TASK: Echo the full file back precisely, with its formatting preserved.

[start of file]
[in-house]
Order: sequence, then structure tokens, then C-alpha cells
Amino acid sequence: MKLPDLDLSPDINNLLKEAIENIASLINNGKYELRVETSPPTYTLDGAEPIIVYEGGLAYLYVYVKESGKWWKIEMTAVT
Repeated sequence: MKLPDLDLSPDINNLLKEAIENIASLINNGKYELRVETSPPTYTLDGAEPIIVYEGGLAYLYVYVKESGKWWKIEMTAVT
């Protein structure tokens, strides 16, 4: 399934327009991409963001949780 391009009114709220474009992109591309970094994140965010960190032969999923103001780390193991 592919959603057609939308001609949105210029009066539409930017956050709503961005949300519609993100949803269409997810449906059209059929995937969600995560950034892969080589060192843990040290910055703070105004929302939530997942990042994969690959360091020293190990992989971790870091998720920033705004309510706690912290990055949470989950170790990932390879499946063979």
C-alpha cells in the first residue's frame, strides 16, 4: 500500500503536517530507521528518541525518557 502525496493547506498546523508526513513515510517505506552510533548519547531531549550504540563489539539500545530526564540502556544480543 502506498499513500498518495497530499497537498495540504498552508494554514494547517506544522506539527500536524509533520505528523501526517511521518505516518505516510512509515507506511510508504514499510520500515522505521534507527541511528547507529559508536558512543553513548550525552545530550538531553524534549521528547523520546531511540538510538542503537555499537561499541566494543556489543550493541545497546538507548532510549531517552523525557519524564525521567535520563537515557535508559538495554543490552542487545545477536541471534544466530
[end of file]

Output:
[in-house]
Order: sequence, then structure tokens, then C-alpha cells
Amino acid sequence: MKLPDLDLSPDINNLLKEAIENIASLINNGKYELRVETSPPTYTLDGAEPIIVYEGGLAYLYVYVKESGKWWKIEMTAVT
Repeated sequence: MKLPDLDLSPDINNLLKEAIENIASLINNGKYELRVETSPPTYTLDGAEPIIVYEGGLAYLYVYVKESGKWWKIEMTAVT
């Protein structure tokens, strides 16, 4: 399934327009991409963001949780 391009009114709220474009992109591309970094994140965010960190032969999923103001780390193991 592919959603057609939308001609949105210029009066539409930017956050709503961005949300519609993100949803269409997810449906059209059929995937969600995560950034892969080589060192843990040290910055703070105004929302939530997942990042994969690959360091020293190990992989971790870091998720920033705004309510706690912290990055949470989950170790990932390879499946063979």
C-alpha cells in the first residue's frame, strides 16, 4: 500500500503536517530507521528518541525518557 502525496493547506498546523508526513513515510517505506552510533548519547531531549550504540563489539539500545530526564540502556544480543 502506498499513500498518495497530499497537498495540504498552508494554514494547517506544522506539527500536524509533520505528523501526517511521518505516518505516510512509515507506511510508504514499510520500515522505521534507527541511528547507529559508536558512543553513548550525552545530550538531553524534549521528547523520546531511540538510538542503537555499537561499541566494543556489543550493541545497546538507548532510549531517552523525557519524564525521567535520563537515557535508559538495554543490552542487545545477536541471534544466530